2.2. PCI Procedure and Protocol of Antiplatelet Therapy
If patients had not received oral antiplatelet agents, loading doses of aspirin (100–200 mg/day) and clopidogrel (300 mg/day) were given before PCI. Routine anticoagulation therapy was performed during PCI. All procedures were performed with the standard interventional techniques. Predilation, stent implantation, postdilation, and intravascular ultrasound were conducted at the discretion of the operator. Aspirin (100 mg/day) was given indefinitely after ZES implantation. Clopidogrel (75 mg/day) was discontinued at 3 months after ZES implantation and switched to aspirin monotherapy in patients who had accepted our informed consent (3-month DAPT group), while DAPT was continued for 12 months after ZES in other patients as usual (12-month DAPT group).
2.3. Followup and Endpoints
Patient’s information was collected from medical records and by phone contact when the patient did not visit the hospital. Clinical followup was performed by medical examination on an outpatient basis or by phone at 1, 3, 8, and 12 months after ZES implantation. Drug adherence and bleeding events were assessed at the time of followup. Coronary angiographic followup was performed whenever possible in patients at more than 8 months after ZES implantation. Quantitative coronary angiography (QCA) was conducted based on coronary angiograms obtained before, immediately after, and at 8 months after ZES implantation. Reference vessel diameter (RVD), minimal lumen diameter (MLD), and lesion length were measured by experienced angiographers (N.M., K.H., A.W., and T.W.). Acute gain was calculated as the difference between post- and preprocedural MLDs. Late loss was defined as the difference between postprocedural and late MLDs. Stent restenosis was defined as a percent diameter stenosis (%DS) value of ≥50%.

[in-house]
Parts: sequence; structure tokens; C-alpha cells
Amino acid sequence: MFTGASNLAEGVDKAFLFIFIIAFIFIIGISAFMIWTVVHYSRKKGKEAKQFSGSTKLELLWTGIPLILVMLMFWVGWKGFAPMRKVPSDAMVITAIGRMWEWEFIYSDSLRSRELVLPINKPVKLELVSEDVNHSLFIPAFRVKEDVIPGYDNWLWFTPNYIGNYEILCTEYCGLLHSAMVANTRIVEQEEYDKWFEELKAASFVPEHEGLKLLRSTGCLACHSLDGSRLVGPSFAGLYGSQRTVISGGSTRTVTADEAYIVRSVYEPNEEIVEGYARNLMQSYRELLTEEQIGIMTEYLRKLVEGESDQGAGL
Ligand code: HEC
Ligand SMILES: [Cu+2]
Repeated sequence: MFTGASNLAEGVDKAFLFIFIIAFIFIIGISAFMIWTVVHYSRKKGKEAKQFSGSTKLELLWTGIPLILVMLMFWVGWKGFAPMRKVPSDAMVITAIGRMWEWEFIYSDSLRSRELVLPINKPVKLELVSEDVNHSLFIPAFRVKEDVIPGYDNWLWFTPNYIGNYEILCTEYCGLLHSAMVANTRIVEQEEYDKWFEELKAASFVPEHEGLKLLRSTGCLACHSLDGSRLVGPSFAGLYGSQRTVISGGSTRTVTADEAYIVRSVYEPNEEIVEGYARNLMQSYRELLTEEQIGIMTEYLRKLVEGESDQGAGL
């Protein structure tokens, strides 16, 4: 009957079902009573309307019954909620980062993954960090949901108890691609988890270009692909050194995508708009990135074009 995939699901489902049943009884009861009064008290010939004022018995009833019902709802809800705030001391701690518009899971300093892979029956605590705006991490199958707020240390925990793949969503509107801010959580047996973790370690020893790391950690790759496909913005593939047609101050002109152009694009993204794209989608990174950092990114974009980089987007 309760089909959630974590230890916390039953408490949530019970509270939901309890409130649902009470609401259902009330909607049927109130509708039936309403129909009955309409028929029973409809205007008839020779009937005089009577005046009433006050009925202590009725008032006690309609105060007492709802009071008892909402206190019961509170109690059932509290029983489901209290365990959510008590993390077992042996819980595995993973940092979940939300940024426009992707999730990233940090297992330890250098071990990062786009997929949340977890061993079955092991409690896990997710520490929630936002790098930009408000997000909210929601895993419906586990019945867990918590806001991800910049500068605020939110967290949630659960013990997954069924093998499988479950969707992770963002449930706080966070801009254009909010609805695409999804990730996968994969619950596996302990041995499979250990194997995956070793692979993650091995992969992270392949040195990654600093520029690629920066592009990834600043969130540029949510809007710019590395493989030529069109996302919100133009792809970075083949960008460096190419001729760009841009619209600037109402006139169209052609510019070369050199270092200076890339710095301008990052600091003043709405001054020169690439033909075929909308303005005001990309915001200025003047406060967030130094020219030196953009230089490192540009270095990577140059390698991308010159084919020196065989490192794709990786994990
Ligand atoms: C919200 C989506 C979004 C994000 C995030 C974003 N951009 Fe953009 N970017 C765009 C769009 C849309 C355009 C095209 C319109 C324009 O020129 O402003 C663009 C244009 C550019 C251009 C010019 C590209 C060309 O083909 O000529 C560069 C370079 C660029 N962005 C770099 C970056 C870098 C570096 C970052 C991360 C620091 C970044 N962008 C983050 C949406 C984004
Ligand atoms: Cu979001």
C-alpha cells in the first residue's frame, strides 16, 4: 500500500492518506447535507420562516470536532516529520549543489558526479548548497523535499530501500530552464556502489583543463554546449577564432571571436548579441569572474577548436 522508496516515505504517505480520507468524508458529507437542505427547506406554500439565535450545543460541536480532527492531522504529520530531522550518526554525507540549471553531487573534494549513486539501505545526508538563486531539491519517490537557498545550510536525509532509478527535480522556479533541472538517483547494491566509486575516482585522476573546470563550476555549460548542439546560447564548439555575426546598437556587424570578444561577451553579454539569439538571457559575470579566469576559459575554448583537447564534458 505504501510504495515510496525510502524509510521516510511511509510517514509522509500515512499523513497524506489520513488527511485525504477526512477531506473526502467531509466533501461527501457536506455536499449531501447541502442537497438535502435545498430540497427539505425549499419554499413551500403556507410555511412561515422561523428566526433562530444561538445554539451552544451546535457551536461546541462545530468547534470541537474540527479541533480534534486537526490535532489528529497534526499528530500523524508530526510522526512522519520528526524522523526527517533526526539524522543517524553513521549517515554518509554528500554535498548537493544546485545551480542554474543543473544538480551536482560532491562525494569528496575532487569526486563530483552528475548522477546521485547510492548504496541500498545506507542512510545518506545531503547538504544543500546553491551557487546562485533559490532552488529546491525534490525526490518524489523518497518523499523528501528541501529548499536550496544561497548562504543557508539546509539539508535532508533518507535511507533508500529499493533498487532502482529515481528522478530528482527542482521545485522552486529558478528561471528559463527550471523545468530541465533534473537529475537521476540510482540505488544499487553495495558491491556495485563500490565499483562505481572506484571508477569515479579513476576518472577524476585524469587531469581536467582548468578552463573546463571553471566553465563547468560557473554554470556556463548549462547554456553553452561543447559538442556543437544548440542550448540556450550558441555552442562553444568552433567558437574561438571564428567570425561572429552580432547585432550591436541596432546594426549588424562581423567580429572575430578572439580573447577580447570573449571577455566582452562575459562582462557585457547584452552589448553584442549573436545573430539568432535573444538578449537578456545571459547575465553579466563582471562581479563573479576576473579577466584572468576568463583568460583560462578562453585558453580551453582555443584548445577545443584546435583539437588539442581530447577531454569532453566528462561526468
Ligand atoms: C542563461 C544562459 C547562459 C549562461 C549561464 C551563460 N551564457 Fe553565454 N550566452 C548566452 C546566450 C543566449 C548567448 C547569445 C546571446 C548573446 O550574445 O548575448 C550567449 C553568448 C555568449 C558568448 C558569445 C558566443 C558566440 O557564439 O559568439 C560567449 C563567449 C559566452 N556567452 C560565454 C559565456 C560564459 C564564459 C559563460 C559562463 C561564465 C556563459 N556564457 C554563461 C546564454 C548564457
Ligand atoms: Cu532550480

The primary endpoints were minor and major bleeding events and ST. Early (≤30 days) and late (31–365 days), STs (“Definite,” “Probable,” or “Possible”) were assessed on the basis of Academic Research Consortium (ARC) criteria . Definitions of bleeding events were based on the PCI CURE study : major bleeding was defined as bleeding that was significantly disabling, intraocular, or requiring at least 2 units of blood. Major bleeding was subclassified as life threatening if it was fatal, if it led to a decrease in hemoglobin concentration of 50 g/L, if it caused significant hypotension requiring intravenous inotropes or surgical intervention, if it resulted in symptomatic intracranial hemorrhage, or if it necessitated transfusion of 4 or more units of blood; and minor bleeding was defined as bleeding that led to interruption of study medication.
The secondary endpoints were major adverse cardiac events (MACE) (cardiac death, MI, cerebrovascular accident (CVA), TLR, and target vessel revascularization (TVR)). MI was defined as the presence of clinical signs involving increases in creatine kinase MB and troponin T that exceeded the reference values. Periprocedural MI was excluded from this study. TLR and TVR were defined as repeat PCI or bypass graft surgery for the target lesion and vessel, respectively.
2.4. Statistical Analysis
Continuous variables were expressed as mean ± standard deviation. The means between the two groups were tested by Student’s -test or the Mann-Whitney test. Discontinuous variables and nominal variables were expressed as frequencies and percentages. Differences between the two groups were tested by the testor Fisher’s test. A value of was considered statistically significant. JMP7 (SAS Institute, Cary, NC) was used for the analysis.
3.1. Baseline Characteristics of Patients
Patients assessed were 168 consecutive patients (239 lesions) who underwent PCI with ZES for coronary artery disease (CAD) at our hospital from June 2009 through March 2010. Among them, 39 patients (69 lesions) were excluded because they took warfarin and an antiplatelet agent other than aspirin and clopidogrel, had previously undergone implantation of other DESs, or had bifurcation lesions requiring side branch stenting. In addition, 1 patient (1 lesion) stopped taking clopidogrel at 5 months after ZES implantation. Consequently, 67 patients (88 lesions) and 61 patients (81 lesions) were enrolled in the 3- and 12-month DAPT groups, respectively (Figure 1). Baseline characteristics of patients are shown in Table 1. Rations of males (64.8% versus 51.8%, ) and smokers (50.8% versus 34.3%, ) were higher in the 3-month DAPT group than in the 12-month DAPT group. However, no statistically significant difference was found between the two groups with respect to other baseline characteristics of patients. Patients in the two groups had a relatively high mean age of about 70 years and included high-risk patients for ST, that is, patients with decreased renal function and patients with decreased cardiac function caused by old MI.